(also wireless router, internet router)
Broadband router definition
A broadband router serves as a networking apparatus that links numerous devices to the internet while enabling them to interact with one another. This device is widely employed in residential and commercial settings to establish a local area network (LAN) and provide internet connectivity to computers, smartphones, and other gadgets. Broadband routers come with security functions such as firewall protection, and specific models may offer advanced features such as virtual private network (VPN) integration or parental control options.
See also: WAN
Examples of broadband routers
- DSL router: A type of router that connects to a digital subscriber line (DSL) to provide internet access.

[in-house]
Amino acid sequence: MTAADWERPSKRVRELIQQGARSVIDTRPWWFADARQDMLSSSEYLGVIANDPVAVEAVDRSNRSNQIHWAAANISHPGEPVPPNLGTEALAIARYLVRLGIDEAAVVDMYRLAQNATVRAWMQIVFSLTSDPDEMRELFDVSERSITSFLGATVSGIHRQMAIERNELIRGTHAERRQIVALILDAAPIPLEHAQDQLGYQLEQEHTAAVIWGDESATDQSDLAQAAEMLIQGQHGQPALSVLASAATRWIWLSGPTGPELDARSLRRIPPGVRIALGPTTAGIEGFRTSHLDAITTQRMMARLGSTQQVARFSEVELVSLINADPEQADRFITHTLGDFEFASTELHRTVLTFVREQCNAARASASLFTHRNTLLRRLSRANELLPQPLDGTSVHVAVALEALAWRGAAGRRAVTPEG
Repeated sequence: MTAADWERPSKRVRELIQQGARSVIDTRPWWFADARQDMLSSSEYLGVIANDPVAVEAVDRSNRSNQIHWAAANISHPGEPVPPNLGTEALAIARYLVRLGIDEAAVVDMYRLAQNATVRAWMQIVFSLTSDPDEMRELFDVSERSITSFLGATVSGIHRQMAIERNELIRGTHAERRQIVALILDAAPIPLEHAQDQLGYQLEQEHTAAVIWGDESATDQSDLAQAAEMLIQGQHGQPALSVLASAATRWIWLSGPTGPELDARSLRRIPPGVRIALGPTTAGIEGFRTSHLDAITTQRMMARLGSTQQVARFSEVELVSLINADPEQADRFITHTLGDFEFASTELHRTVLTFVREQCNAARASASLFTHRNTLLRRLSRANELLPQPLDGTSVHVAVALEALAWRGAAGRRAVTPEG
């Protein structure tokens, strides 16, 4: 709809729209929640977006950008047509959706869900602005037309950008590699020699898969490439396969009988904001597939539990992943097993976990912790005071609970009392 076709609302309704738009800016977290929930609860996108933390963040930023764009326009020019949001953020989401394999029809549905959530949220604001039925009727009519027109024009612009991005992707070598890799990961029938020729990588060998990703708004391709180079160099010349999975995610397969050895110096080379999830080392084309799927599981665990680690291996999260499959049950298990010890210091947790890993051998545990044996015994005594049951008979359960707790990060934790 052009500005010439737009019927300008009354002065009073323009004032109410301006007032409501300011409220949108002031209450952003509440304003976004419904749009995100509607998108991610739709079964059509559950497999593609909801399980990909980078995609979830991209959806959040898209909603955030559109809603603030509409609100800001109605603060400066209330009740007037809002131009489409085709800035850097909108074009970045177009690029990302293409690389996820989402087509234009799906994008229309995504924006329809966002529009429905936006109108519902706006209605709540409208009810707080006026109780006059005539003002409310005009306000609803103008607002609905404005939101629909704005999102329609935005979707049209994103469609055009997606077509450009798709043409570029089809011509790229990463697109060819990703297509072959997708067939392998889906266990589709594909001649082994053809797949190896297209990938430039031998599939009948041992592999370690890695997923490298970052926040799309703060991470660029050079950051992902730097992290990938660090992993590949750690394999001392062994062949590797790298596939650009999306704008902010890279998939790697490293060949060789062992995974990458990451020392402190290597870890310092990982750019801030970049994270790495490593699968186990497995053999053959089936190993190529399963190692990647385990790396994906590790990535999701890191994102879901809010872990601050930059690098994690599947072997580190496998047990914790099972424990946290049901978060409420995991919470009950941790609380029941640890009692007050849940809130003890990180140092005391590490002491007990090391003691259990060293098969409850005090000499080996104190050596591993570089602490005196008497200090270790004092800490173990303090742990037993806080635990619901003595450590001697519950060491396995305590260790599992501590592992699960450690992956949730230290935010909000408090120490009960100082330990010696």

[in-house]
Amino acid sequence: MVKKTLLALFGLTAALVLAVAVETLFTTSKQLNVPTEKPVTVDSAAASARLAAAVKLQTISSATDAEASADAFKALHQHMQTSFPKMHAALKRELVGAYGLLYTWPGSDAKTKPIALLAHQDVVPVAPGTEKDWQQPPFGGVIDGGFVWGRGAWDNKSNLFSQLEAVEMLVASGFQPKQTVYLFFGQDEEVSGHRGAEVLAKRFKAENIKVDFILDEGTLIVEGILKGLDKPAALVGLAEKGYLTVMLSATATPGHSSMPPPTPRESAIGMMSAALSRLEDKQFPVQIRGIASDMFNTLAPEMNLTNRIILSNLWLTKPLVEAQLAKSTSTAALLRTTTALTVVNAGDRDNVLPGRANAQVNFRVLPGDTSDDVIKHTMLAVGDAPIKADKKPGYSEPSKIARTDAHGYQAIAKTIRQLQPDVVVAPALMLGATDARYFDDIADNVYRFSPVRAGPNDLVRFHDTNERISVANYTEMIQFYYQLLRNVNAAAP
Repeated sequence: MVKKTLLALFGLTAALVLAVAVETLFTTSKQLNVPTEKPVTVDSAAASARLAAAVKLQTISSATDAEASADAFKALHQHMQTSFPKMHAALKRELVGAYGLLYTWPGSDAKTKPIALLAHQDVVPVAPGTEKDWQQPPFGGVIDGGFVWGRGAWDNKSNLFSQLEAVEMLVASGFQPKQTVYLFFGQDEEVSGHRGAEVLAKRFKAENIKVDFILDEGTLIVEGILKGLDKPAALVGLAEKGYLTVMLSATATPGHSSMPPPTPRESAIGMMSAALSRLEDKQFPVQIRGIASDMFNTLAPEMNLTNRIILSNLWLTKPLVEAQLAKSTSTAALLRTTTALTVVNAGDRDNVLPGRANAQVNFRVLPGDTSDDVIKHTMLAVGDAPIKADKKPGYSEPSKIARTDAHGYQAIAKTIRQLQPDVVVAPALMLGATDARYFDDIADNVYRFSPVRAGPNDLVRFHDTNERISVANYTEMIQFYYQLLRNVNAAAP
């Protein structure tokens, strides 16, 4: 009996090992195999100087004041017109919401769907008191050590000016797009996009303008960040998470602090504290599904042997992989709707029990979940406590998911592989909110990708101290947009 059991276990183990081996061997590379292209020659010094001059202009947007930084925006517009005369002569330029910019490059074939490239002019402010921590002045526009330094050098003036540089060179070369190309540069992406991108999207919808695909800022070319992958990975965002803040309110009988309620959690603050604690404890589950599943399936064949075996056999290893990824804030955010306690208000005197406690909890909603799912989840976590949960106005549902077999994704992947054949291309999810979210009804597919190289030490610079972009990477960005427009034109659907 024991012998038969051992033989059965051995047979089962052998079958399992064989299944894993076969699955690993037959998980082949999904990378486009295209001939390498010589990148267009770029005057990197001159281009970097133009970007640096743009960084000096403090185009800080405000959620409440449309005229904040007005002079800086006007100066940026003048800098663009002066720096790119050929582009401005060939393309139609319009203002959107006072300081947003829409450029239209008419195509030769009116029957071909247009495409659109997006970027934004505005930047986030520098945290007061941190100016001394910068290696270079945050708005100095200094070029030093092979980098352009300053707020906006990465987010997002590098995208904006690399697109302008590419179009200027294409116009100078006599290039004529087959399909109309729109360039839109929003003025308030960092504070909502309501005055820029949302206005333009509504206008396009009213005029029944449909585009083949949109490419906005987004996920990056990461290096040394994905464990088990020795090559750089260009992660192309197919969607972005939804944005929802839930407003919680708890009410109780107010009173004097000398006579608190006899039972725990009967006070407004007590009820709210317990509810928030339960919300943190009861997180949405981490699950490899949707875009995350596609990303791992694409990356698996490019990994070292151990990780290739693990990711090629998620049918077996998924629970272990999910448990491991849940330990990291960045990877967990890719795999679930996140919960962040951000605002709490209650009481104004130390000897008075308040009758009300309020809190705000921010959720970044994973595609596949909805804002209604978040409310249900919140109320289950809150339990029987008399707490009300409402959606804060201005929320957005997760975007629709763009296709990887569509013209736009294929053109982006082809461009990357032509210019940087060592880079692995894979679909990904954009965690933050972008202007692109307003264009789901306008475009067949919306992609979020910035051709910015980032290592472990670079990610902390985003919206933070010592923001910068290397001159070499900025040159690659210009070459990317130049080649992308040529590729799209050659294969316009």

- Cable router: A router designed to work with cable internet service providers (ISPs) via a coaxial cable connection.
- Wireless router: A router that includes a built-in wireless access point, enabling devices to connect wirelessly over Wi-Fi.
Choosing the right broadband router
- Consider your internet service type (DSL, cable, or fiber) to ensure compatibility.
- Look for routers with support for the latest Wi-Fi standards (Wi-Fi 6 or 6E) for better performance and future-proofing.
- Opt for routers with VPN support if you prioritize privacy and security.
Pros and cons of broadband routers
- Allows multiple devices to connect to the internet simultaneously.
- Can provide both wired and wireless connections.
- Advanced security features like firewalls, parental controls, and virtual private network (VPN) support.
- May require regular firmware updates for security and performance improvements.
- Wireless connections may experience interference, leading to slower speeds or connectivity issues.